patient not symptomatic.

    18 Aug 2016

    Test resultLFT and BONE Profile Report, Satisfactory, No Further Action (Patient Informed)

    Coded entrySerum albumin level 41 g/L [35 - 50]

    Coded entrySerum total protein level 69 g/L [60 - 80]

    Coded entrySerum globulin level 28 g/L [19 - 35]

    Coded entrySerum calcium level 2.41 mmol/L [2.15 - 2.6]

    Coded entrySerum adjusted calcium concentration 2.4 mmol/L [2.2 - 2.6]

    Coded entrySerum inorganic phosphate level 1.05 mmol/L [0.8 - 1.5]

    Coded entrySerum alanine aminotransferase level 21 iu/L [0 - 40]

    Coded entrySerum alkaline phosphatase level 66 iu/L [30 - 130]

    Coded entrySerum bilirubin level 23 umol/L [0 - 21] - Above high reference limit

    18 Aug 2016

    Test resultSerum lipid levels Report, Borderline, Make an appointment to see nurse (Patient Informed)

    Coded entrySerum HDL cholesterol level 1.49 mmol/L [> 1]

    Coded entrySerum LDL cholesterol level 3.53 mmol/L [< 3] - Above high reference limit

    Coded entrySerum cholesterol/HDL ratio 3.62 mmol/mmol [< 5]

    Coded entrySerum lipid levels

    Coded entrySerum cholesterol level 5.4 mmol/L [< 5]

    Above high reference limit

    (NOTE)

    Non-HDL cholesterol (total chol minus HDL chol) is recommended for

    CVD risk prediction; fasting samples are not required for this.

    Non-HDL cholesterol targets for patients treated for CVD risk

    reduction are

    * 40 % reduction from baseline (NICE CG181, 2014) or

    * <2.5 mmol/L (JBS3. Heart 2014;100:ii1)

    Coded entrySerum triglyceride levels 0.84 mmol/L [< 1.7]

    Coded entrySerum non high density lipoprotein cholesterol level 3.9 mmol/L [< 2.5] - Above high reference limit

    18 Aug 2016

    Test resultSerum vitamin B12 level Report, Normal, No Further Action (Patient Informed)

    Coded entrySerum vitamin B12 level 726 ng/L [160 - 800]

    18 Aug 2016

    Test resultSerum total 25-hydroxy vitamin D level Report, Normal, No Further Action (Patient Informed)

    Coded entrySerum total 25-hydroxy vitamin D level 114.7 nmol/L [70 - 150]

    Recommendations for Adult Bone Health: Deficient = <40, Insufficient

    = 40-70, Replete = 70-150. This method underestimates vitamin D2.

    If patient is taking D2 or unknown vitamin D replacement, please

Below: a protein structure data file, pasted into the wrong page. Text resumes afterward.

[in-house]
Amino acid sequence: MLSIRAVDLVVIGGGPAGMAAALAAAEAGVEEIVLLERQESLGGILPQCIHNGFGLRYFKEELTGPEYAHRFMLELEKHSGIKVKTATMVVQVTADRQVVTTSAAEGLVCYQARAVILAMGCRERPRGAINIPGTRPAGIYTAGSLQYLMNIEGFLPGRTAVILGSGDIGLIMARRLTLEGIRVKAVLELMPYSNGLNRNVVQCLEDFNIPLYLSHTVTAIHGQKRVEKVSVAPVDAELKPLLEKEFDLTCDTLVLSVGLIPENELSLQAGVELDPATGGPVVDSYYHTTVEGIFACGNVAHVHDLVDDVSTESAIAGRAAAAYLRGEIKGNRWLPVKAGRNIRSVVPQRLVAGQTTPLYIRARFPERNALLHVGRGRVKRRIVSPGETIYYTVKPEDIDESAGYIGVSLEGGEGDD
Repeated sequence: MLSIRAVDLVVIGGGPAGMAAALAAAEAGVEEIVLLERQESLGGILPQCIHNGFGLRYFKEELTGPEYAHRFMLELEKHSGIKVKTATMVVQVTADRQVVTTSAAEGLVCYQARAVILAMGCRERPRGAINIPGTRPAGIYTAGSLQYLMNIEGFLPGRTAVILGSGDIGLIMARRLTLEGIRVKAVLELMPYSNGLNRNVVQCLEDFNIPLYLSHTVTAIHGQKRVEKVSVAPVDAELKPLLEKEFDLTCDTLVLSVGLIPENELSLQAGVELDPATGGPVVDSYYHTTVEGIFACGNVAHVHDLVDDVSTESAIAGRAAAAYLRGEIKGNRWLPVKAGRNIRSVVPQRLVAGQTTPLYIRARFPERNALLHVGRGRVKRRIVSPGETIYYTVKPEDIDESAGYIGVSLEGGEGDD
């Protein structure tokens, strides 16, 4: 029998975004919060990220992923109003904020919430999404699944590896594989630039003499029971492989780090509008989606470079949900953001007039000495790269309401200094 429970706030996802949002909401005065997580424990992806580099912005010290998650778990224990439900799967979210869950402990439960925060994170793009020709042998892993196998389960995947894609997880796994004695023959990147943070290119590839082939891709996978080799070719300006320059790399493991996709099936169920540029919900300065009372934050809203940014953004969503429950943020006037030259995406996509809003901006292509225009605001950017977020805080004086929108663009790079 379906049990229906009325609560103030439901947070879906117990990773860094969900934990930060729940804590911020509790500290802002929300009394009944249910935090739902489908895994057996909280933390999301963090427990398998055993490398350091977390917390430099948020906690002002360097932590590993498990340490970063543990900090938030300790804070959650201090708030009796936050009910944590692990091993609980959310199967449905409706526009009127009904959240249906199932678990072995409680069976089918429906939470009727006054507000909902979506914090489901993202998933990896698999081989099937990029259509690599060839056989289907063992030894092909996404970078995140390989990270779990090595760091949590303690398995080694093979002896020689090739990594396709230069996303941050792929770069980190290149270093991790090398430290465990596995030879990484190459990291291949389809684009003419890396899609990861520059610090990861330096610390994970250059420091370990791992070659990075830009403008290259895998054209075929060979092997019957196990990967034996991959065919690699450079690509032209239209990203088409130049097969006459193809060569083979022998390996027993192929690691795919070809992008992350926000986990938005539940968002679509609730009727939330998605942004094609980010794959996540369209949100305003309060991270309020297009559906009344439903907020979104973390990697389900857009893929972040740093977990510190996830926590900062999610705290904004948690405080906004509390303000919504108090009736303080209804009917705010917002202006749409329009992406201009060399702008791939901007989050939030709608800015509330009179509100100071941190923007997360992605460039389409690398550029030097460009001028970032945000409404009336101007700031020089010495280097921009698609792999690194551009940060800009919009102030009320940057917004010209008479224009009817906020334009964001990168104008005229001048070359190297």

request D2/D3 assay.

    18 Aug 2016

    Test resultRENAL PROFILE Report, Normal, No Further Action

    Coded entrySerum potassium level 3.5 mmol/L [3.5 - 5.3]

    Coded entrySerum creatinine level 90 umol/L [60 - 125]

    Coded entryGFR calculated abbreviated MDRD 80 mL/min/1.73m*2 [> 59]

    If Patient of black African descent: eGFR must be corrected

    (multiply by 1.2)

    Coded entrySerum sodium level 142 mmol/L [133 - 146]

    18 Aug 2016

    Test resultGP IRON STUDIES Report, Normal, No Further Action (Patient Informed)

    Coded entrySerum ferritin level 90 ng/ml [20 - 300]

    Coded entrySerum iron level 26 umol/l [9 - 29]

    Coded entrySerum transferrin level 2.3 g/L [1.7 - 3.4]

    Coded entryTransferrin saturation index 45 % [16 - 55]

    18 Aug 2016

    Test resultSerum urea level Report, Normal, No Further Action

    Coded entrySerum urea level 5.5 mmol/L [2.5 - 7.8]

    18 Aug 2016Dr Guan Chieng (Clinical Practitioner Access Role)Kings Road Medical Centre (General Practice)

    Test resultFull blood count Report, Normal, No Further Action

    Coded entryFull blood count

    Coded entryTotal white blood count 5.8 10^9/L [4.2 - 10.6]

    Coded entryMonocyte count - observation 0.3 10^9/L [0.3 - 0.9]

    Coded entryEosinophil count - observation 0.2 10^9/L [0 - 0.5]

    Coded entryBasophil count 0.1 10^9/L [0 - 0.2]

    Coded entryMean cell volume 90.5 fL [83.5 - 99.5]

    Coded entryMean cell haemoglobin level 31.7 pg [27.5 - 33.1]

    Coded entryMean cell haemoglobin concentration 35 g/dL [31.5 - 35]

    Coded entryRed blood cell count 5.05 10^12/L [4.23 - 5.46]

    Coded entryHaemoglobin concentration 16 g/dL [13 - 16.8]

    Coded entryHaematocrit 0.457 [0.39 - 0.5]

    Coded entryRed blood cell distribution width 12.8 % [10 - 16]

    Coded entryNucleated red blood cell count 0 10^9/L

    Coded entryNeutrophil count 2.9 10^9/L [2 - 7.1]

    Coded entryLymphocyte count 2.3 10^9/L [1.1 - 3.6]

    Coded entryPlatelet count - observation 252 10^9/L [130 - 370]

    Coded entryMean platelet volume 11.4 fL [7.4 - 11.5]

    18 Aug 2016

    Note

    Coded entryBlood sample taken

    17 Aug 2016

    NoteHistory: Reply Details.

    Consultant Name:

    shotliff.

    Response:

    Only real alternative to T4 / levothyroxine is T3 / lio-thyronine, but may have similar effect, if this is when he went from 25 to 50mcg woiuld go back to 25mcg of T4 if tolerated and we can discuss this in more detail in clinic when he is next here, patient did not mention this whne seen here is clinic in July, and will ask OPA re lateration re this and discuss options then - in future please contact us directly with questions on patinets in our OPA rather than AAU questions e mail line KS.

    16 Aug 2016

    NoteHistory: self took off levothyroxine due to dreams/nightmares then felt better.

    Plan: for updated bloods. sent email enquiry to Dr Shotliff for advice. pending response.

    Test requestPathology Request (Request Sent):

    FBC (Requested), HbA1c IFCC Profile (Requested), Lipid Profile (Requested), Liver and Bone Profile (includes LFT) (Requested), Renal profile (Requested), Thyroid Function Tests (Requested), Urea (Requested), Vitamin D (no Rx, screen) (Requested), B12 (Requested), Iron studies (Requested)

  • Joules, nobody is going to see this now, the thread is very old, and way down the list. Copy and paste this into a new question, so that more people see it and can comment.

    There aren't any thyroid results, that I can see - apart from the high cholesterol, which is a symptom of low thyroid, and you should resist your doctor's attempts to put you on statins.

  • what are statins?

  • Well! I'm very pleased you don't know! lol They are drugs that doctors insist on prescribing to people with high cholesterol. But, they're very dangerous, and unnecessary. So, you shouldn't take them. Your cholesterol will come down as your T3 goes up.